Tuesday, January 16, 2007

Do Start-Ups Really Need Formal Business Plans?

That's the question posed in the Wall Street Journal last week. The article by Kelly K. Spors, subtitled "Studies Find Often Time Wasted Gathering Data With No Link to Success", appeared in the January 9 edition, on page B-9.

The abstract reads:
Amar Bhide, a Columbia University entrepreneurship professor, found that 41% of Inc. magazine's 1989 list of the 500 fastest-growing private firms didn't have business plans and 26% had only rudimentary plans. A follow-up by the magazine in 2002 found the numbers without a plan have remained pretty much the same. Many business concepts are "transitional in nature," meaning there are competitive advantages to starting the business quickly and by the time you write a full business plan "the opportunity will be gone."
Scott Shane, a professor at Case Western Reserve University, says most studies that discount business-planning are flawed because they don't correct for business failure rates, only accounting for businesses that survived. If they did, they would find that a far greater number of businesses that failed never had a formal business plan. Mr. Shane's research, which relies on the same sample from Sweden as Mr. [Benson Honig]'s study, controls for failure rates and shows that businesses with formal plans are more likely to survive. He says most business ideas don't have to be rushed to market and that it typically takes a long time for businesses to get started anyway. "I'm not sure that saying, 'Oh, people shouldn't write business plans' would accelerate a lot more people into the start-up process," he says. "They seem to be held back by a lot of other things."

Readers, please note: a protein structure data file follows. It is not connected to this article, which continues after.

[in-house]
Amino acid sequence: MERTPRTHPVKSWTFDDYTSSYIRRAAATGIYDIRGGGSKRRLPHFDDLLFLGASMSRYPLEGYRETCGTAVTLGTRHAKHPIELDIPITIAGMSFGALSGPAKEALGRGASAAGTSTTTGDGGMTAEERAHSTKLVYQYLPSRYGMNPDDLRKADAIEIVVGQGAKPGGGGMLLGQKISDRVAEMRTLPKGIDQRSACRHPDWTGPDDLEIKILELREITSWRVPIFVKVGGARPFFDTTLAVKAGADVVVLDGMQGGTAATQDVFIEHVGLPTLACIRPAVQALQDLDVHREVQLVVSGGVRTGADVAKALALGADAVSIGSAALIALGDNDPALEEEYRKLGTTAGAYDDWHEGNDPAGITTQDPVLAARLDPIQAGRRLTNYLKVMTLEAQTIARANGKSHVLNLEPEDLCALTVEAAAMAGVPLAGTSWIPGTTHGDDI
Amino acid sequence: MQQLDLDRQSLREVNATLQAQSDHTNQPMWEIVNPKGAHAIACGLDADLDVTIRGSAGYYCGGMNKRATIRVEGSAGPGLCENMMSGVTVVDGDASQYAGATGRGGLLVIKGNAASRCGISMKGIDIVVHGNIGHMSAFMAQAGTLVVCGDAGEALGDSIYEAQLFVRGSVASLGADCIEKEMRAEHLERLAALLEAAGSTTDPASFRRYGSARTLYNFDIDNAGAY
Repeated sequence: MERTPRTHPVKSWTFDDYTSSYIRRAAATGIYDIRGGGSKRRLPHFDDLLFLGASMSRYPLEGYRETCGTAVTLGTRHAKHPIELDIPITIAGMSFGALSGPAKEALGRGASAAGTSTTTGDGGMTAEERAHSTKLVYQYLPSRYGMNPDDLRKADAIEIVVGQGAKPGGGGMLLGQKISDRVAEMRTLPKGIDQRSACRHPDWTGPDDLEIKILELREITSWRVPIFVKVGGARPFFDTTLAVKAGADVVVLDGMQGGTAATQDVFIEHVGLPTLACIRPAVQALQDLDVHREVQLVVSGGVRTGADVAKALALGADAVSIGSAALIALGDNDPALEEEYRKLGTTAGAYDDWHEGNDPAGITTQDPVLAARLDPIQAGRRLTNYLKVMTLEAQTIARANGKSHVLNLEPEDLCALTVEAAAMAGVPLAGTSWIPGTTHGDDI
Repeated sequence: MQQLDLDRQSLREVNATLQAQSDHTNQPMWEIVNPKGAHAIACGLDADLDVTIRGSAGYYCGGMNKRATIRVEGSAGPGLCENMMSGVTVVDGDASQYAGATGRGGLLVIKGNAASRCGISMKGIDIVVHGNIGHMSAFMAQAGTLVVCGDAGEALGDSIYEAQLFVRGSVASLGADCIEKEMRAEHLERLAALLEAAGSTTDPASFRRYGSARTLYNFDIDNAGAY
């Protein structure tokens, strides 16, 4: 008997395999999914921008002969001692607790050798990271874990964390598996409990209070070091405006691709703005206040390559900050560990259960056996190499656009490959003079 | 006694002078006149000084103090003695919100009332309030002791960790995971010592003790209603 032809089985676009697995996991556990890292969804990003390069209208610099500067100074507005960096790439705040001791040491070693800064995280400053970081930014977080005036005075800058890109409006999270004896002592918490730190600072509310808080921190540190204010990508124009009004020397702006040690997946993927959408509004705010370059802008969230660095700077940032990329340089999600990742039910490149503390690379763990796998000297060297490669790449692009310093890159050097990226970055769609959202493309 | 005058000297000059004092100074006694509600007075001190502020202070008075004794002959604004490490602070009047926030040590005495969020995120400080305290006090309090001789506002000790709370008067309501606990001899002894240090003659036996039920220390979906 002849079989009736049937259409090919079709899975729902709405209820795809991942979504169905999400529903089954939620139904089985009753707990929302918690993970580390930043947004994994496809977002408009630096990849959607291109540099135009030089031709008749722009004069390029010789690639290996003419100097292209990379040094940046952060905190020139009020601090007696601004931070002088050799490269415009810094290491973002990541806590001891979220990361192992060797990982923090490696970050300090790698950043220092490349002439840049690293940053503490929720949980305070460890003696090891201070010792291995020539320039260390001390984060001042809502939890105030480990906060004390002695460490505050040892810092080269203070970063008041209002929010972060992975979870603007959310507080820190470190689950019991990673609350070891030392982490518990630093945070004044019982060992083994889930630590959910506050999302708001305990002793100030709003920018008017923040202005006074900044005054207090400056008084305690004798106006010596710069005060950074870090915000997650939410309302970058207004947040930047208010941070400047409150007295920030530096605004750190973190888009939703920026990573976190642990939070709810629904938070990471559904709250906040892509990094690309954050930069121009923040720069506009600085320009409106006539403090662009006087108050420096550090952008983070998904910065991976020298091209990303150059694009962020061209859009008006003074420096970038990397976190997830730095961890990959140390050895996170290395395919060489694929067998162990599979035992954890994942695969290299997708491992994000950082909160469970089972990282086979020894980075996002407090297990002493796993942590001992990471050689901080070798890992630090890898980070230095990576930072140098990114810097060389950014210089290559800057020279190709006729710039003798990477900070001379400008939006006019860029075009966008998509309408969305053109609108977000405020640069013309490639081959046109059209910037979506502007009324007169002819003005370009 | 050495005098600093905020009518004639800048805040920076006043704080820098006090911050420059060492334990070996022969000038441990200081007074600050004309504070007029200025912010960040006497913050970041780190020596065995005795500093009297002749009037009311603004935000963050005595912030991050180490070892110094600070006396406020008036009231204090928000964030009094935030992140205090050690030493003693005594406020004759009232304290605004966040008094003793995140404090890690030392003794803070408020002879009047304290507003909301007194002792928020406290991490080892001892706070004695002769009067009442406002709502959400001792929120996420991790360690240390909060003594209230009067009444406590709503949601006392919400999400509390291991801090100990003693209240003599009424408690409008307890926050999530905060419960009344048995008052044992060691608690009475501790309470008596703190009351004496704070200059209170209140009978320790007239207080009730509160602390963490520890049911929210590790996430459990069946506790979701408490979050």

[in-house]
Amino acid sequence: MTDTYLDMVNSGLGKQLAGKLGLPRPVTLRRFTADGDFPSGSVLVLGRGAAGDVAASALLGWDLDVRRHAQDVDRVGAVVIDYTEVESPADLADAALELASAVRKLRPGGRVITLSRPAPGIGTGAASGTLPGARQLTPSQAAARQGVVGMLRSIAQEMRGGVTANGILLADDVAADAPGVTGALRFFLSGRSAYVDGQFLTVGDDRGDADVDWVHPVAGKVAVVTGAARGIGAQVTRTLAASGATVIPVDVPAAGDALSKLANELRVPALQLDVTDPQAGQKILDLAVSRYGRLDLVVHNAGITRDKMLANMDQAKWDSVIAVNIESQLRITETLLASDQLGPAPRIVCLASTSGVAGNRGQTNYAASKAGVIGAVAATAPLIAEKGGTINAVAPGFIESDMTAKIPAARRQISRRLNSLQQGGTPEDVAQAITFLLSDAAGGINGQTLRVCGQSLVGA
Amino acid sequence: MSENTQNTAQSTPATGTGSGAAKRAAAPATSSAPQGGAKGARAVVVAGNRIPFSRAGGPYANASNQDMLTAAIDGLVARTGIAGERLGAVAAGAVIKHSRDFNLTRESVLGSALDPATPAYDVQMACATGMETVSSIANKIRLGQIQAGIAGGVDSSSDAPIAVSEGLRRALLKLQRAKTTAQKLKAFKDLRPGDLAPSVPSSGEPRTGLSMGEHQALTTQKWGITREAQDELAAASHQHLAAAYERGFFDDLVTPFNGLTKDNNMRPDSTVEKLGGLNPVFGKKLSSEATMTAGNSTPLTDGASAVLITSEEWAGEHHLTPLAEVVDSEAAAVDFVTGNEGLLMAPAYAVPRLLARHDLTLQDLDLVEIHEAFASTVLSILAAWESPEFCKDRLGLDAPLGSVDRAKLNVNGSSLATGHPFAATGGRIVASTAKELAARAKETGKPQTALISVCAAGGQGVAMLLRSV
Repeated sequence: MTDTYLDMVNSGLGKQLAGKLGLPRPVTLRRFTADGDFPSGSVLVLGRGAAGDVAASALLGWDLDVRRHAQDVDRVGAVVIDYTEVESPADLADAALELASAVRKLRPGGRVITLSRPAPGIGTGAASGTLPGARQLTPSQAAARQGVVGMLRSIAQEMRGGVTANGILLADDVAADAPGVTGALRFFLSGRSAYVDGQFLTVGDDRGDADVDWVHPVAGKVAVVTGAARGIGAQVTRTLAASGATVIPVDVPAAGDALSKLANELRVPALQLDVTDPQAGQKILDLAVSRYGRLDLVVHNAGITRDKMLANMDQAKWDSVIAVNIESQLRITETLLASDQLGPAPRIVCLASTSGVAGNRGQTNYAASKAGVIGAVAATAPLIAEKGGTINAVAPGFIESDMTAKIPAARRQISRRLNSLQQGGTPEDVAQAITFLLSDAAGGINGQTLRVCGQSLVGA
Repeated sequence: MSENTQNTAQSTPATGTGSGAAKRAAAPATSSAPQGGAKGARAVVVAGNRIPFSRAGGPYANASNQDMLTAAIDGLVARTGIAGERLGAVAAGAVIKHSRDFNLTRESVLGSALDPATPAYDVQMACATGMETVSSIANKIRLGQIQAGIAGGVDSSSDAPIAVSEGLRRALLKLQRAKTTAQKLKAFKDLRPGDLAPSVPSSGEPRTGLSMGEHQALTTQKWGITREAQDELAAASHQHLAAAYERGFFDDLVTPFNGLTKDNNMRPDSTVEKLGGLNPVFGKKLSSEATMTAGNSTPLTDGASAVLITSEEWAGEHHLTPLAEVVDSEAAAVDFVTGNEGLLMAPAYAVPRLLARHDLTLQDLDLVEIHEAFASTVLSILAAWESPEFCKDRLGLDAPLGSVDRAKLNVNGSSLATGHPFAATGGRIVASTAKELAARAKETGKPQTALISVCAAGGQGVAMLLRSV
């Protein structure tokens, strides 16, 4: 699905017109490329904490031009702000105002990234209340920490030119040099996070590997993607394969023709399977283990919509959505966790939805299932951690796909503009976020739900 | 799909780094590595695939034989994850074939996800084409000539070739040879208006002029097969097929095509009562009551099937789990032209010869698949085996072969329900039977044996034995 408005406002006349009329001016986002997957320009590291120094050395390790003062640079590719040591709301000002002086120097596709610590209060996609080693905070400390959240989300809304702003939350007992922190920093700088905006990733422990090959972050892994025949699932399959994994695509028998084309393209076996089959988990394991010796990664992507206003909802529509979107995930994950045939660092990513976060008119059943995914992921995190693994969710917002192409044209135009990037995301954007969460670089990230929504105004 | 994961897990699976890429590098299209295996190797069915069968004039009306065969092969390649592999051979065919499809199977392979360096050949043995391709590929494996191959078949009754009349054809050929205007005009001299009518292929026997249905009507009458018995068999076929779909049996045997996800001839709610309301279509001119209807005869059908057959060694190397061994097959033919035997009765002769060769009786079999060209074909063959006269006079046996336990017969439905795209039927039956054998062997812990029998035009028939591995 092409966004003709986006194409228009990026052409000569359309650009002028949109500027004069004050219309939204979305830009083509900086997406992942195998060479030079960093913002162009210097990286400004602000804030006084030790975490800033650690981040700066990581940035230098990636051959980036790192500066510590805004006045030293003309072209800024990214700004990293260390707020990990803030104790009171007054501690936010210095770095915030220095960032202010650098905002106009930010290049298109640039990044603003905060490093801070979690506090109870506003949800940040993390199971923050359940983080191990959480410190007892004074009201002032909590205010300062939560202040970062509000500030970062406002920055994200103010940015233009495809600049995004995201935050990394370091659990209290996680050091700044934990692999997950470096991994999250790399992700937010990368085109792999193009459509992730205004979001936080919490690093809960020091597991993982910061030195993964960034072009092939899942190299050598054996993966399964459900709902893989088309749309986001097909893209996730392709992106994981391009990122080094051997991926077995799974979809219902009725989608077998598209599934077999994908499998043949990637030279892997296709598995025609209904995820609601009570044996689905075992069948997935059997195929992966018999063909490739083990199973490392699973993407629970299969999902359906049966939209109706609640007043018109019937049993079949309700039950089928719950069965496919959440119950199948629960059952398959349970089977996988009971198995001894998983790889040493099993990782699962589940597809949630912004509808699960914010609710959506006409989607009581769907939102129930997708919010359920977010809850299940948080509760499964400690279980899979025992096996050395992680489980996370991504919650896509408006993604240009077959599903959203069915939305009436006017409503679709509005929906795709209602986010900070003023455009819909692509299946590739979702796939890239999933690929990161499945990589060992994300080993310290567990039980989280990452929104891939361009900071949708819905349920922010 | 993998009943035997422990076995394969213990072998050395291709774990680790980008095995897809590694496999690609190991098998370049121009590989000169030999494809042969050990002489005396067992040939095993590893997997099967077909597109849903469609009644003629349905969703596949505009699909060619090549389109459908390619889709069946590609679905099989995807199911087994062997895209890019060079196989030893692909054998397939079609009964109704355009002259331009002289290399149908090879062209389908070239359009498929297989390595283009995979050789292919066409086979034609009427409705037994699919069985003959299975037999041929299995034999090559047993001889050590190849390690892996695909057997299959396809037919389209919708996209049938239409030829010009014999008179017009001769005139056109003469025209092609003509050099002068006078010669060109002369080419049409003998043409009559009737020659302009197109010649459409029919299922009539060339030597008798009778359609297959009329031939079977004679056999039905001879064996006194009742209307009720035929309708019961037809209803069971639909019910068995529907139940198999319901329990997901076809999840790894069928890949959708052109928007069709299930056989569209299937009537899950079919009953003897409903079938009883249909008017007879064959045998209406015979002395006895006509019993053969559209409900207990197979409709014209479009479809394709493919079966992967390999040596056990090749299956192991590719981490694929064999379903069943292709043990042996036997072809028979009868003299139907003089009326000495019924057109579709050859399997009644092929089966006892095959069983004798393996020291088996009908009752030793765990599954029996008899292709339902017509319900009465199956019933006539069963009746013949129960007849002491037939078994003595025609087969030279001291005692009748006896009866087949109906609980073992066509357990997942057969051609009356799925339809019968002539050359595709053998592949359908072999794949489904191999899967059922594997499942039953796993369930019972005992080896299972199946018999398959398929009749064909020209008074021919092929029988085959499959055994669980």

"I'll have to confess, it's not always crucial to have the 60-page business plan" he says. While most entrepreneurs seeking should have their ideas well-formulated, "some people will get a little caught up in the perfection of their plan," he says.

If you don't have access to the whole story, let me know, and I'll make it available to you.

1 comment:

Ashdrubal said...

Hi, I haven't been able to locate the full article elsewhere. I'll appreciate if you could send it to me. Thanks! (ashdrubal@gmail.com)